By early March, a record 54 percent of the new crop has been sold under advance contracts as farmers lock in profits and start buying seeds and fertilizer for the next season. In the town of Querencia on the cusp of soy expansion in Brazil's No. 1 growing state Mato Grosso, the area for this year's crop jumped 11 percent to 239,000 hectares.

"Fundamentals will produce an even bigger wave of planting in new areas this coming September," said Daltro Barbosa, the town's agriculture secretary.

POLICY RISKS

The previous boom for local soy farmers came in the late 1980s after the introduction of tropical soy strains in the center-west helped double acreage in just over a decade. Area grew by an annual 11 percent in the five years to 2004. But it peaked that year, then shrank for two years before slowly recouping that lost ground; production has risen thanks to better weather conditions, but planted area stagnated.

This season's 2.5 percent rise to 24 million hectares (59 million acres) finally pulled away from the 2004 peak that was retraced last year. While there is no doubt acreage will rise, tougher environmental restrictions, tighter credit and competition from other crops for area could curb farmers' ability to continue bringing additional soy areas into production in coming years.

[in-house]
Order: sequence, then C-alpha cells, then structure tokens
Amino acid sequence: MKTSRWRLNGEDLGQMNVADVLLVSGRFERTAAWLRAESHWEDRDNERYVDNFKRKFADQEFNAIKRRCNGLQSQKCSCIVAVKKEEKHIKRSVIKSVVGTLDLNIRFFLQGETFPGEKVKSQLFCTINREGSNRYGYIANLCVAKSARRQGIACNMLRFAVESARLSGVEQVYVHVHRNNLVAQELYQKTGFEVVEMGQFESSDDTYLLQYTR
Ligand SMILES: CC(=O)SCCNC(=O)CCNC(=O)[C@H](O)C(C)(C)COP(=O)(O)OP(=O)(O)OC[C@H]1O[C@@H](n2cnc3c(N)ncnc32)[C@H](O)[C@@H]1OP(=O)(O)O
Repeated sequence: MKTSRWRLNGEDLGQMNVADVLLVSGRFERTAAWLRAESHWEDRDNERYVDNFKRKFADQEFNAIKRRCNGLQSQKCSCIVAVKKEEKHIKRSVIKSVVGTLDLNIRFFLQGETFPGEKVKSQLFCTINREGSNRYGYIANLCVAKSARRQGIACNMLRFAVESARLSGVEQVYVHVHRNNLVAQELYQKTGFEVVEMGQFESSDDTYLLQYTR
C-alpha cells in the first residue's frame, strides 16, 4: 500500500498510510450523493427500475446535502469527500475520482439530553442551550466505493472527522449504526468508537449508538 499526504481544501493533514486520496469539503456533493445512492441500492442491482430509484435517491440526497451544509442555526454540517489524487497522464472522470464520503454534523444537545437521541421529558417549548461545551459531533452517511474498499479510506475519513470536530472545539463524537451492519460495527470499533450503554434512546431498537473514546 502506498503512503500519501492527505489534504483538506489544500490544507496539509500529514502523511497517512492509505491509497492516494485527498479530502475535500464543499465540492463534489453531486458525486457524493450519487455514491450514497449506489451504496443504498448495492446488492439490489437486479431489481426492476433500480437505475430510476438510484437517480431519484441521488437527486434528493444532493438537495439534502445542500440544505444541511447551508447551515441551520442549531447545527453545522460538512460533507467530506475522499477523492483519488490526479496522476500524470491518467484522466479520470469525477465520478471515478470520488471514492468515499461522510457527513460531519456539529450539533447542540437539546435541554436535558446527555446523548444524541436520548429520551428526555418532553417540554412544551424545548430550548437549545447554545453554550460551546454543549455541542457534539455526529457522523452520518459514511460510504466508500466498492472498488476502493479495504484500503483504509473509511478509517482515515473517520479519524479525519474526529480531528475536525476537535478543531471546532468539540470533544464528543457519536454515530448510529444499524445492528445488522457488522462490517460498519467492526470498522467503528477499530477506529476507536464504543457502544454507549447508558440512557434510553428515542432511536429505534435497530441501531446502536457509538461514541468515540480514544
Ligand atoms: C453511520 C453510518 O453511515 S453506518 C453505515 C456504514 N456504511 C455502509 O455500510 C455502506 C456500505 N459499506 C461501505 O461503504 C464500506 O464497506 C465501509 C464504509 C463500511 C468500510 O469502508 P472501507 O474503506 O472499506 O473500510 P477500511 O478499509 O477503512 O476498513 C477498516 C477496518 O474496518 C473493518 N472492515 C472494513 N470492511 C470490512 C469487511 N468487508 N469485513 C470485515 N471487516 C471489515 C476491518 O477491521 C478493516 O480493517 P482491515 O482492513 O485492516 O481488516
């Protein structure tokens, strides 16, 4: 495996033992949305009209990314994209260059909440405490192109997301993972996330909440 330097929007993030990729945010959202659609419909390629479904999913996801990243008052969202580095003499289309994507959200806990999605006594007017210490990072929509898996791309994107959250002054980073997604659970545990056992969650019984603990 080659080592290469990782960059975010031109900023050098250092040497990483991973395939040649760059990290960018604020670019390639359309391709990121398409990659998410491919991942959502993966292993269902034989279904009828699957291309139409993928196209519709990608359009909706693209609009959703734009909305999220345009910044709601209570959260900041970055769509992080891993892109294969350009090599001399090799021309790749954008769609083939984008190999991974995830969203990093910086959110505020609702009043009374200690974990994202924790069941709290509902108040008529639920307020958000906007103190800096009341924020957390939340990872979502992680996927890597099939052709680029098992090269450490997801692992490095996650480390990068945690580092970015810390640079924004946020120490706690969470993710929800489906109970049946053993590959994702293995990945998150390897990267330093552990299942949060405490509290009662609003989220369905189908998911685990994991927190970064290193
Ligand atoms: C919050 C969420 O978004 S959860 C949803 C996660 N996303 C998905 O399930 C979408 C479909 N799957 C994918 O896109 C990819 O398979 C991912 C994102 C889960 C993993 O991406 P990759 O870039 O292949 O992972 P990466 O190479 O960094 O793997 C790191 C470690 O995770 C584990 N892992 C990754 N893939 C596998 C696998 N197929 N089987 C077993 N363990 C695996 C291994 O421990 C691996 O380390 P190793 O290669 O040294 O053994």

In a move to bring spending under control and contain rising inflation, the government has announced about $30 billion in budget cuts and some in the sector fear the move will affect the amount of subsidized loans for agriculture. And soy is not the only attractive crop investment. Cotton is at its highest price in over a decade and corn is appealing as well. Both compete for the fields on which soy is planted.

Greater rigor in enforcing environmental laws has already crimped expansion in the No. 1 producer state of Mato Grosso -- the main source of new acreage since the mid-1980s.

Much of the state is classified as a buffer zone to the Amazon and thus has come under greater scrutiny from agents at the environmental regulator Ibama.


NEW AREAS OF EXPANSION

More farmers are bypassing expansion opportunities in Mato Grosso though for smaller, fast growing areas in the northeast far from the Amazon, an area know as Matopiba, because it covers the states of Maranha, Tocantins, Piaui and Bahia.

"Good land in the traditional grain state of Parana will cost you 25,000 reais ($15,000) a hectare but you can still find land for 5,000 in Piaui or Bahia," said Pereira. A study by Informa Economics-FNP showed prices of farm land had risen 9 percent over the past year to record levels, another sign of the push to bring more area into production.


FOREIGN INVESTMENT

The government threw international investors for a spin in 2010 when it said foreign capital was not welcome in land unless control of farming projects stayed in Brazilian hands. Billions of dollars in investments were suspended, but not all foreign investment in land has been deterred.

"It's not really a problem as long as you follow the local laws," said Daniel Ward, who manages the Virginia Tech endowment that invests billions of dollars for the university. "We don't invest in commodities; the trend is for them to fall. The value is in owning the land ... And we are not investing in land anywhere else in the world, except Brazil." ($1=1.65 reais).

Original source: Reuters